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Thread: My Peugeot 206 Install

  1. #1
    Newbie VorTechs's Avatar
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    Dec 2007
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    Gloucester, UK
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    My Peugeot 206 Install

    My project has been 'running' for two years, most of the time spent developing software running the CarPC on my desk... now it's all firmly installed, and securely since losing a monitor to an opportunist thief - forcing a stealth install.

    Firstly the car:


    Manufactured in the year 2000, it is a simple Peugeot 206 1.6GLX with induction kit, remap, and various aftermarket modifications to make it stand out from the norm. It's just a little project of mine, and whilst it has some performance boosts - there's nothing serious or anything intended to make it a 'sleeper'.

    The CarPC install is an Intel Duo 2.66ghz with 1GB RAM, forgotten which mobo... and a 120GB drive. Built and supplied by Chris @ Mobile Computing Solutions. It was originally running a Liliput 7" in-dash monitor, but that got stolen when I botched attempts at hiding it.

    The stupid idiot that stole it, managed to steal a monitor that had been hacked about and was pretty much useless for most people and managed to completely miss the CarPC that was loose in the car. Since then, I've turned to the professionals and gone for a stealth, and secure approach - so the CarPC is securely bolted underneath a seat, and requires the seat be removed in order to think about removing the CarPC.



    The monitor (a Xenarc 700IDT) has been set back into the dash, and bolted with long bolts to the center console. Again, this requires the removal of various dashboard components to gain access to the monitor, which can still be physically moved forwards in order to clear the vents. The air conditioning/heater matrix still works perfectly, and none of the vents had to be blocked to get the monitor stealth fitted. The only slight, but very minor irritation, is that the blower settings can't be altered with monitor opened out (as something I think blocks its ability to be turned). To truly make it a stealth install, the original OEM stereo fascia was used as a 'cover' with two rods that secure it using the original mounting holes, no further modification were required as the monitor was deliberately set back in the dash so the fascia would sit flush. Over time, it's now possible to remove the fascia without using any removal keys, so I intend to address this by adding some magnets to secure the fascia more.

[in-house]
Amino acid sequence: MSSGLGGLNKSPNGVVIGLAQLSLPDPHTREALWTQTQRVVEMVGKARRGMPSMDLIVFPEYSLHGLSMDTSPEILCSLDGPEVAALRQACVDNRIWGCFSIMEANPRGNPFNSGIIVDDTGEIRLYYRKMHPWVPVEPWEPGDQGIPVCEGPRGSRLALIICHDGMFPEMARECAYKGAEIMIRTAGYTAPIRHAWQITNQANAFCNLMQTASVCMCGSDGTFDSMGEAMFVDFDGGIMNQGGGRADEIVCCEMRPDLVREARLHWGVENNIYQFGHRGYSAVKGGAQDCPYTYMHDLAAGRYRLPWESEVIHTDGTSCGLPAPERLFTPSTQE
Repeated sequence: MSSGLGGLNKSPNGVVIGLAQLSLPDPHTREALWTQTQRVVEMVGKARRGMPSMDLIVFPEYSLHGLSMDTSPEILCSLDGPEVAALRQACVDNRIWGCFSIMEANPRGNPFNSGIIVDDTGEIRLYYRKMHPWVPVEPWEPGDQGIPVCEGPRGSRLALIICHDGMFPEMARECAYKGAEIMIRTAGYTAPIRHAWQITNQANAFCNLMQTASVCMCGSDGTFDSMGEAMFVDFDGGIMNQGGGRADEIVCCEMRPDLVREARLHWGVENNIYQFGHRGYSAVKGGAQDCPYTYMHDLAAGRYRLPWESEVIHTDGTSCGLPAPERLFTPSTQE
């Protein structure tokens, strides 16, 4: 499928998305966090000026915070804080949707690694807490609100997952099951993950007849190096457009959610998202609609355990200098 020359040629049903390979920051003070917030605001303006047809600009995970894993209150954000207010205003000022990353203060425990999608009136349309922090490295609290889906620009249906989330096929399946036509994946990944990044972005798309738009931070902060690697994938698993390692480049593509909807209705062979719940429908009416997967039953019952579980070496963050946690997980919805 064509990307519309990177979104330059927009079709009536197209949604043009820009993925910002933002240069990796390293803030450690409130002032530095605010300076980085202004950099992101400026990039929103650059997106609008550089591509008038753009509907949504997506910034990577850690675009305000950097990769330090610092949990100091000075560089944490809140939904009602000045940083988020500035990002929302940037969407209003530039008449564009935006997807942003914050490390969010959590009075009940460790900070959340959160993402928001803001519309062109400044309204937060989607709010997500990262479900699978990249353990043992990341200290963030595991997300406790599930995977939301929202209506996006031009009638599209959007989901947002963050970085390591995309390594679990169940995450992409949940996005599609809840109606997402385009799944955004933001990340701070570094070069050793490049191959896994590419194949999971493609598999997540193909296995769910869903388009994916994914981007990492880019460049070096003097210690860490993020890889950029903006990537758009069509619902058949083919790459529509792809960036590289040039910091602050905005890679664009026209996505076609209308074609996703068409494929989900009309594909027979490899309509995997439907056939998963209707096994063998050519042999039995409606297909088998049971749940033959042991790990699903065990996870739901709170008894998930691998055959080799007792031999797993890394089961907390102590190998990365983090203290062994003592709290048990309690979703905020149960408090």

Audio is provided through a Novastation Nio 2|4 USB audio card, with twin output mounted in the boot (trunk). The sounds are driven by two TheLoudest.com AMPs, driving two 500W JBL 12" subs, 2 Vibe Black Air 5 speakers in the rear, and 2 TheLoudest.com speakers at the front.

    Sorry this pictures is somewhat old, the weather and other factors have prevented me from getting any new pictures of the boot install... which is now fully carpeted.